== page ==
Death of a Dandelion


The day I died was not just one day.
It was a year, maybe two, maybe three –
It was slow. It was painful
And it went unnoticed.
The sun still rose.

The day I died, I did not go coughing.
There was no sobbing, no wheezing,
I did not die gasping for air.
When I died, I died gracefully.
The birds still sang.

The day I died, I had no hand to hold.
No family, no friends surrounding me.
I was alone, scared.
That was the most painful part.
The commuters still boarded their buses.

The day I died, no one heard my last words.
Those whispers – secrets belonging to the wind.
Were they poetic? Were they grunts?
Were they even said?
The school bell still rang.

The day I died, my last breath hurt.
It rattled my heart, deep in my chest.
My lungs squeezed out that dead sound, one last time
finally purged of its poison.
The door hinges still creaked.

The day I died, no one claimed my body.
There was no funeral, no wake, no requiem.
No one wanted to claim the abandoned, and I was left to the weeds:
the only things that would accept me.
The coffee still burned.

The day I died, only my soul was left to mourn.
It cried. It cried like war’s widow,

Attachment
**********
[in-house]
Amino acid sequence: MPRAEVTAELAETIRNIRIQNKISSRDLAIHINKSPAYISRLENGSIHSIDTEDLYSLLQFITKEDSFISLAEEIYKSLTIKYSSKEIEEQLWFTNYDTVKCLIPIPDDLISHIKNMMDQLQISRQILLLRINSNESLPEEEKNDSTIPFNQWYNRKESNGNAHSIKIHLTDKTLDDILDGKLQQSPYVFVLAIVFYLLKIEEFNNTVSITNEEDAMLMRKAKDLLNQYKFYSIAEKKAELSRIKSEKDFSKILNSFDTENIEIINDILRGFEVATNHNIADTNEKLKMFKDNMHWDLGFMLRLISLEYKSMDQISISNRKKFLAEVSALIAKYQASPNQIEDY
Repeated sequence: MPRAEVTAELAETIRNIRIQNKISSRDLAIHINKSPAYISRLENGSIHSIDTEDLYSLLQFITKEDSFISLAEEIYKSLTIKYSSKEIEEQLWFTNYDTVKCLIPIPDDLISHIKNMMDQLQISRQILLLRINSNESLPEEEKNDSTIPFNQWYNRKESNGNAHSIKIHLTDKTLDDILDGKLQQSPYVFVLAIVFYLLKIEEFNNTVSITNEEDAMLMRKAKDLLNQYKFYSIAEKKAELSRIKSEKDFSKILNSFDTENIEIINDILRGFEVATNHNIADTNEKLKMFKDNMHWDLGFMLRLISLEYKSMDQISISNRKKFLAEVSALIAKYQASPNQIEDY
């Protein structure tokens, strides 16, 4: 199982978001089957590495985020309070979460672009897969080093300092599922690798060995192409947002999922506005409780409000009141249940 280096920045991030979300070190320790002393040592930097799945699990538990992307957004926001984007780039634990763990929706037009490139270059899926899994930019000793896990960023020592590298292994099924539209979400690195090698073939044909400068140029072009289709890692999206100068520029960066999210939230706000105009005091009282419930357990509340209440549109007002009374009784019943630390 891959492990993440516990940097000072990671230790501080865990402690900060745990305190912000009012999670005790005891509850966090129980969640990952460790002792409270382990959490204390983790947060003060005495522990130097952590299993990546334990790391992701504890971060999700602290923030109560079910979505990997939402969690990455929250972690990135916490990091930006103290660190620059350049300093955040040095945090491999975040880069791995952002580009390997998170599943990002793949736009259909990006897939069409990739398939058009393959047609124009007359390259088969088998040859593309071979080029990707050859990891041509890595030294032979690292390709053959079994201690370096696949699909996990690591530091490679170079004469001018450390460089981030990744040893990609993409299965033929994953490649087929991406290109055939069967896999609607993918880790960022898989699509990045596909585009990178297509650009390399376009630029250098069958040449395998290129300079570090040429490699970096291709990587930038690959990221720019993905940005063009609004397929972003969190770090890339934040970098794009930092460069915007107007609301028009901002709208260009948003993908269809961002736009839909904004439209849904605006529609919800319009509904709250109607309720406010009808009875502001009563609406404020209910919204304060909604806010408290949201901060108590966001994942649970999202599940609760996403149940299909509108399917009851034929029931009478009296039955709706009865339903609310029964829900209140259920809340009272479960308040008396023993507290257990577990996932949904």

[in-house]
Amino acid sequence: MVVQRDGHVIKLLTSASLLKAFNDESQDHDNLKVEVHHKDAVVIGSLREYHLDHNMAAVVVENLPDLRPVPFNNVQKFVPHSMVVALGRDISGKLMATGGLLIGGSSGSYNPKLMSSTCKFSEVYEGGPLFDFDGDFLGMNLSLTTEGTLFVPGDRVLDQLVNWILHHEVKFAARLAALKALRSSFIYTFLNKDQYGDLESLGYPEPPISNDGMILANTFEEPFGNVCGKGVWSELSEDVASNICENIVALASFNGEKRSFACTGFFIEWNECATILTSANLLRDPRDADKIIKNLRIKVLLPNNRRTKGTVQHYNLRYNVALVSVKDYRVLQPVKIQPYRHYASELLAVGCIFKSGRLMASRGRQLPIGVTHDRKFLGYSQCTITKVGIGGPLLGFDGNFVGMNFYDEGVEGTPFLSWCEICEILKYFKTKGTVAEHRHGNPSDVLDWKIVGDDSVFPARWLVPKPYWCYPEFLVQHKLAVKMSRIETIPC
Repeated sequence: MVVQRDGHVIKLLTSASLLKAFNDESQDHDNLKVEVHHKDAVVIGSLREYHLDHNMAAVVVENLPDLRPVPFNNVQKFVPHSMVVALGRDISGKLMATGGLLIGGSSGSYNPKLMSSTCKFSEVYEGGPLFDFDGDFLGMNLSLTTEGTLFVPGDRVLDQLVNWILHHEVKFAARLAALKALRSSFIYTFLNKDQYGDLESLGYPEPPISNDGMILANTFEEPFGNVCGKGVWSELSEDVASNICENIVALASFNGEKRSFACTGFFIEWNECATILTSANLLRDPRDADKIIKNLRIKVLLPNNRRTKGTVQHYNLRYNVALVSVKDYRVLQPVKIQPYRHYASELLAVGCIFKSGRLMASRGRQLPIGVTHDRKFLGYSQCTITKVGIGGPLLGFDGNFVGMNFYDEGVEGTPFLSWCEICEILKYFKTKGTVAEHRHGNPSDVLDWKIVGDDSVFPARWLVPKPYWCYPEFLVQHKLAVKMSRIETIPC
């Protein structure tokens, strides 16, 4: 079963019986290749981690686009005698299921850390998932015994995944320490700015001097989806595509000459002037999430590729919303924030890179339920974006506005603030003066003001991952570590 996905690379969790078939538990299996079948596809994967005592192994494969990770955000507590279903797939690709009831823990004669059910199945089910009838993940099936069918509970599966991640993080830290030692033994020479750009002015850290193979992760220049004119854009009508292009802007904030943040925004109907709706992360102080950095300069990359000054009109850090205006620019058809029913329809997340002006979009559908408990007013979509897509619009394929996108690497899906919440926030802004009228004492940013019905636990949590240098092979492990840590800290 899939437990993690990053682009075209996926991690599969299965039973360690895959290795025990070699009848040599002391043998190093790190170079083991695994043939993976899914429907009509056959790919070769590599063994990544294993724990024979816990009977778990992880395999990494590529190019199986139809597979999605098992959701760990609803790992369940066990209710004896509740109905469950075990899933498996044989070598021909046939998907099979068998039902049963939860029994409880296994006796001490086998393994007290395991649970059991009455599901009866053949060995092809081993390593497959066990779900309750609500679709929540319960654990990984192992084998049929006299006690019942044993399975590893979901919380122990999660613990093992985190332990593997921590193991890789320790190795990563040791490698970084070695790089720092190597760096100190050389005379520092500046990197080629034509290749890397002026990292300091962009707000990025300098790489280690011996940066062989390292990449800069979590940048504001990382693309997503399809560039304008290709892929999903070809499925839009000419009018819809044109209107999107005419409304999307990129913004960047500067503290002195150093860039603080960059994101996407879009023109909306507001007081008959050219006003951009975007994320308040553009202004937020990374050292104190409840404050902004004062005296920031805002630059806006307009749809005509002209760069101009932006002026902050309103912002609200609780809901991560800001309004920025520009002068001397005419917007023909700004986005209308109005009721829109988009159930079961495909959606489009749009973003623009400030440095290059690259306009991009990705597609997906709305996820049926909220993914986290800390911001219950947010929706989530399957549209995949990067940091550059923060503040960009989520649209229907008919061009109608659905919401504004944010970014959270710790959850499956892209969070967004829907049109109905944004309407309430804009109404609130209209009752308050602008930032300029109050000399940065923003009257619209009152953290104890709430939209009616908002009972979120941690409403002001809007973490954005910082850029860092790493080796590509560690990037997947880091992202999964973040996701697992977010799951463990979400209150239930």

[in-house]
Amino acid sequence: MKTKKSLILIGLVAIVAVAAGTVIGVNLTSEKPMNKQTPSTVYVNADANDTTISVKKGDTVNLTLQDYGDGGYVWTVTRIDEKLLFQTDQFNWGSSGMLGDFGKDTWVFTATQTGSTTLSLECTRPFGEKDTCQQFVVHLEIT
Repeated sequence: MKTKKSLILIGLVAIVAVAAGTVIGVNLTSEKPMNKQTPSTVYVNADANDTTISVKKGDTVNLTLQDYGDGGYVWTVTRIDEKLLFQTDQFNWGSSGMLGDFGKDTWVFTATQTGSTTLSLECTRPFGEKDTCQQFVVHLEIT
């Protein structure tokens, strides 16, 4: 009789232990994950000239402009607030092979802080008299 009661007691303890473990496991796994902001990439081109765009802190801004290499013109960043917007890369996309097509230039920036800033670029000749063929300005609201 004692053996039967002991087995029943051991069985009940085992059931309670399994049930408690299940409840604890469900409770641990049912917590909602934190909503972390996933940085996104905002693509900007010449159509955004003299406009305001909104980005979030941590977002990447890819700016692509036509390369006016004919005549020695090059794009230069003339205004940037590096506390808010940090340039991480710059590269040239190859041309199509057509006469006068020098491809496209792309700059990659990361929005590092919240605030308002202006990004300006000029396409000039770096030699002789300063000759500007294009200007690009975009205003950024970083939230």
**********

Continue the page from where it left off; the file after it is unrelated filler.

Over my body, over my end,
And watched the weeds swallow me.
The seasons still changed.

The day I died, had been a lifetime in the making.
I had been destined, meant to die,
Since the first breath I ever took.
But I was the only one who knew that.
The pipe still leaked.



About the poet:

Mick McMahon

Nineteen-year-old aspiring author, Mick McMahon, is a sophomore at SUNY Oneonta, studying English. His writing focus is in novels and short stories, though he has been writing poetry since his love for writing took off in middle school. He writes most of his poetry through a surrealist lens, describing his experiences as a young, transgender man, and memories from his childhood. He is currently working on compiling his works, including various poems, into a book, and what he hopes to be his first, published book series Stories from the Five Worlds.